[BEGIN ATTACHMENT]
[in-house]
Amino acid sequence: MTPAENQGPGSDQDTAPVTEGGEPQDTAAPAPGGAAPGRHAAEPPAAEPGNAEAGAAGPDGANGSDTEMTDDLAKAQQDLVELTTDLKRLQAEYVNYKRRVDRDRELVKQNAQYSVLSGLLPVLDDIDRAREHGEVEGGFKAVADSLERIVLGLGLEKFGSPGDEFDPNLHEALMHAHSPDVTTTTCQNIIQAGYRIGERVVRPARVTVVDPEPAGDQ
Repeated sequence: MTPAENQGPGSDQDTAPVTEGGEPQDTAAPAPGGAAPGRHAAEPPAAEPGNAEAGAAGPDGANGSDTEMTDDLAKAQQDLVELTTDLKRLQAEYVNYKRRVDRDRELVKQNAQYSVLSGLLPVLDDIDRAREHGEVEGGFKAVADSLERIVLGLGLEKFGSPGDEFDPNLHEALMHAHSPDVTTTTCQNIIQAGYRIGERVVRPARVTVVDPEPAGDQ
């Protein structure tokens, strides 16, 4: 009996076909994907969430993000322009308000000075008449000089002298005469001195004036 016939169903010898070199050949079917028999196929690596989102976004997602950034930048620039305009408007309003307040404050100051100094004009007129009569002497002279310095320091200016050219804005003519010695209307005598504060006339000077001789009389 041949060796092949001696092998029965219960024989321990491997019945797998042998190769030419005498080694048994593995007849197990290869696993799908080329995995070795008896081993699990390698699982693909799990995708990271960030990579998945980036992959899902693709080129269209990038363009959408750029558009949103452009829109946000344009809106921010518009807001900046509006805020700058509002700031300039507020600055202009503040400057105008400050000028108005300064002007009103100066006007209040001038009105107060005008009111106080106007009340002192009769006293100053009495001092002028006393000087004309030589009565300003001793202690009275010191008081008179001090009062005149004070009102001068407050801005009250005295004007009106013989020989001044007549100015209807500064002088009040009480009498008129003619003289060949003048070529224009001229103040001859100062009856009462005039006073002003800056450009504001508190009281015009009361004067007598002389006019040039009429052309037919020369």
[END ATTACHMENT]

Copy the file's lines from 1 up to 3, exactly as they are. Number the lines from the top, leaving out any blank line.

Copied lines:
[in-house]
Amino acid sequence: MTPAENQGPGSDQDTAPVTEGGEPQDTAAPAPGGAAPGRHAAEPPAAEPGNAEAGAAGPDGANGSDTEMTDDLAKAQQDLVELTTDLKRLQAEYVNYKRRVDRDRELVKQNAQYSVLSGLLPVLDDIDRAREHGEVEGGFKAVADSLERIVLGLGLEKFGSPGDEFDPNLHEALMHAHSPDVTTTTCQNIIQAGYRIGERVVRPARVTVVDPEPAGDQ
Repeated sequence: MTPAENQGPGSDQDTAPVTEGGEPQDTAAPAPGGAAPGRHAAEPPAAEPGNAEAGAAGPDGANGSDTEMTDDLAKAQQDLVELTTDLKRLQAEYVNYKRRVDRDRELVKQNAQYSVLSGLLPVLDDIDRAREHGEVEGGFKAVADSLERIVLGLGLEKFGSPGDEFDPNLHEALMHAHSPDVTTTTCQNIIQAGYRIGERVVRPARVTVVDPEPAGDQ